I caught myself dancing in the kitchen this morning as I waited for my coffee to drip. Rain was coming down at about two inches an hour, but it couldn’t drench my mood. I’ve been feeling happy. Really happy.
We all know the happy feeling. We smile as we do our chores. We’re not stressed about any particular thing. We’re not hungry or sad, not in pain or suffering any grief. At our lowest moments, we’ve all wondered when or if we’d have the happy feeling again. We get so blue, we can’t see the sky even on the sunniest fall day.
If anyone else is hooked on Netflix’s series Maid, you’ll recall the scene where domestic violence victims are asked to remember happier times. They write and share as part of group therapy. The point is to learn how to feel happier at any time, by remembering when they were happy.
Just watching this show makes me grateful my own challenges are so small. I’ve thought about my happiest days a lot since that episode. I was happy at the start of my 60s. Biz was good. I was in the trenches building a fancy new house and loving it. If someone had said, “You’ll be divorced in three years,” I’d have said, “No way.”
We can count on change, and we can count on challenges ahead. Always. When we need a mental health day or even a mood-brightening moment, the practice of recalling happier times and remembering the happy feeling can help. We’ve all got happy triggers, just like we’ve got hot buttons.
I was a teenager when my dad died in a farming accident, ending what I consider a storybook childhood. Mom taught me an important lesson about a week after his funeral.
“There will always be better days,” she said. “No matter how bad it seems now, things will always get better.” She told me the best way to get out of the mopes was to go make someone else happy, even if it was a stranger in line at the grocery store.
“That’s what your dad would do. Go make someone happy.” Then she booted me out the door, back to my college dormitory with a piece of advice that’s served me well through life.
Spreading happiness makes us feel better almost immediately. Some call it fake it ‘til you make it. But it works. It is almost impossible to make someone happy without putting a smile on your own face first.
When I started dating again, I did what the experts tell you not to do. I looked for the same type of person I’d been with for decades. After a few dates, I realized I didn’t need a retired guy looking for companionship.
I needed someone as ambitious as I am, someone who could see the sparkle in my old house with its overgrown garden. I needed someone who’d throw a Frisbee to my puppy without complaint while I soak in the tub with a glass of wine. Bingo!
We chase dreams that aren’t our own and end up unhappy. I had a dream job when I was fresh out of college, but I soured on corporate life quick. What really made me happy was running my own show, and I was lucky to make my way to Florida and find a niche in vacation rentals.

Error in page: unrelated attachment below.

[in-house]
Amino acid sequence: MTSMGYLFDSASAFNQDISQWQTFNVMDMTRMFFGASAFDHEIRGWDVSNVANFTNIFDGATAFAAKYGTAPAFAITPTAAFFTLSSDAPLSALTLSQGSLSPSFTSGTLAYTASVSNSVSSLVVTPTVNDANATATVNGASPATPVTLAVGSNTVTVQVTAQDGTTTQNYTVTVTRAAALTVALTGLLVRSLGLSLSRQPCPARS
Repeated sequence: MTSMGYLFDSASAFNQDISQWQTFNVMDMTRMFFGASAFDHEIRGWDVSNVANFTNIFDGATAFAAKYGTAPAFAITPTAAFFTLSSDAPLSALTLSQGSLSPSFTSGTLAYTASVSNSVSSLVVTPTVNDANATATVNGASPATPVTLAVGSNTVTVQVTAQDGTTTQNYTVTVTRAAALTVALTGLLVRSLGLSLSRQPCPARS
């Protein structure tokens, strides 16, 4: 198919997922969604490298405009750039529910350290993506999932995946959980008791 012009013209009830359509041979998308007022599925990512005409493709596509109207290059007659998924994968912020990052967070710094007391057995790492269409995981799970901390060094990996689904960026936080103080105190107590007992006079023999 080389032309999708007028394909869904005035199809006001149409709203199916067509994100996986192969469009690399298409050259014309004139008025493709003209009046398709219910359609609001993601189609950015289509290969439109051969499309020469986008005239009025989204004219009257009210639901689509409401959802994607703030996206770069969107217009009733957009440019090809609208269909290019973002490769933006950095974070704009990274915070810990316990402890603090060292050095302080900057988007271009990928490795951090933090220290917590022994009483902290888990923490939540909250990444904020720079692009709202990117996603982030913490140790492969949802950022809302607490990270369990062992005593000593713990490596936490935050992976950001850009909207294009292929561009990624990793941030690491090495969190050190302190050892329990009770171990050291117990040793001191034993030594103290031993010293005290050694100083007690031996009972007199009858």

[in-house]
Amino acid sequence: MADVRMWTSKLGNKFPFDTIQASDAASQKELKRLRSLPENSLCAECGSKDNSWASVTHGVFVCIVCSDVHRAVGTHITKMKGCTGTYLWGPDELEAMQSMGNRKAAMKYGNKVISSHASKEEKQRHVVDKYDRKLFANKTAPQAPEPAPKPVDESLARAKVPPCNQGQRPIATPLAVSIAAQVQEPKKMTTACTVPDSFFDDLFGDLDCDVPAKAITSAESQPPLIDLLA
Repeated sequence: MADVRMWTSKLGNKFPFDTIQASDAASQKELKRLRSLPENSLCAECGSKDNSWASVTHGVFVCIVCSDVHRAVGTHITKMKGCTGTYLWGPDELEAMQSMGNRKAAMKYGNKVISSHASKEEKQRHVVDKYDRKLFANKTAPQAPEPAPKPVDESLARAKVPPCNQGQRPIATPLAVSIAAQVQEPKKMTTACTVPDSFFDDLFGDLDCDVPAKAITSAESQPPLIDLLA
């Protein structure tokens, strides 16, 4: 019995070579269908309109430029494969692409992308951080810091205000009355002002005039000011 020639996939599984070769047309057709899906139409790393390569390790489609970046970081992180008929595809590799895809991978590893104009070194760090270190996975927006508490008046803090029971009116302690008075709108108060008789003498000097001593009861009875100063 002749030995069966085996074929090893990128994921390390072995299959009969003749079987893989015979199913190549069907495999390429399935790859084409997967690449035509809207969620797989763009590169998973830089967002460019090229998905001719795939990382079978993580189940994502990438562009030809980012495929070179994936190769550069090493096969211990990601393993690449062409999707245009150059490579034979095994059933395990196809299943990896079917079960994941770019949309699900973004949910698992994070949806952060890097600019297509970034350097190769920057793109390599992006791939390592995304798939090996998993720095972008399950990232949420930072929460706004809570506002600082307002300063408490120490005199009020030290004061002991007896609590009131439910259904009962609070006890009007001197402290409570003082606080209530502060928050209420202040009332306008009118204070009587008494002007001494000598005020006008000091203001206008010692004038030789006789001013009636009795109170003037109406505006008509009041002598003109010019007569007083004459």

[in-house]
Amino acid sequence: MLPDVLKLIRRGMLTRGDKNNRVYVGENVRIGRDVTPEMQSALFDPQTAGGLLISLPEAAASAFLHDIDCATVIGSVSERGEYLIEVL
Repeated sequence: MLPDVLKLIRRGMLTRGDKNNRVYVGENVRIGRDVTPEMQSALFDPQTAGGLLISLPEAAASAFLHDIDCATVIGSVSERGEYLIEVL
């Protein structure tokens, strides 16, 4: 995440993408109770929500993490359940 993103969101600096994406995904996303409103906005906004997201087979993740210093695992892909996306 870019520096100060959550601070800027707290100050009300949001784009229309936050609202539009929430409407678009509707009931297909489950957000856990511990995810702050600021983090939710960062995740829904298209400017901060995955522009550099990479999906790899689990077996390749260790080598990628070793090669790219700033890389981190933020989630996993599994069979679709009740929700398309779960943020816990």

I’m a people girl, so my guests became my family. With the advent of VRBO, my work became all consuming. I didn’t notice how my marriage was disintegrating.
I picked up a little book at the library called The Seven Spiritual Laws of Success by Deepak Chopra. In case you’re curious, here are the laws:
- Pure Potentiality,
- Karma or Cause and Effect,
- Least Effort,
- Intention and Desire,
- Detachment and
- Dharma or Purpose in Life.
It got me thinking: maybe, when we reach a certain stage and aren’t chasing a paycheck or raising a family, happiness really is success. We’ve been through enough hardship and sadness; we know we will recover from the next bout.
We feel right in our skin and our consciousness. We’ve done enough, though we can do more if we choose. We can appreciate this moment without one single gripe.
At one of my life’s lowest moments, I picked up the phone after a long pity party, and I called my almost ex. “You ruined my life,” I screamed at him through sobs. He hung up on me, but I immediately felt better.
Sometimes we use anger as a coping mechanism, but it rarely helps to stay angry. We’ve got to deal with pain and crappy emotions to get past it, but there’s usually a way to choose happy, even when it seems everything sucks.
A walk with Mother Nature helps. You can always go talk to that person in line at the grocery store. Like my fortune cookie told me at lunch, “A single kind word can keep one warm for years.”
If we are chasing an ideal, we are living in the gap. If we recognize our achievements and where we are now, we’re in the gain. It’s a concept familiarized by Dan Sullivan who wrote: “The way to measure your progress is backward against where you started, not against your ideal.”
I’ve been accused of being driven, and that used to bother me. Truth is, I lived most of my life in the gap. Until I read more about gap and gain, I didn’t understand why so many high achievers are miserable. Now that I’m retiring and in a good relationship, I get the gain. I have made huge gains since screaming at my ex on the phone. Huge.
Bob Marley said, “The day you stop racing is the day you win the race.” I don’t think that means we should ever quit taking the ride. We just need to enjoy more of what we see along the road as we go.
When was your happiest time in the past year? What about the past decade? What progress have you made in your life to this point? Are you happy with your progress? If you aren’t, what do you think you’re lacking?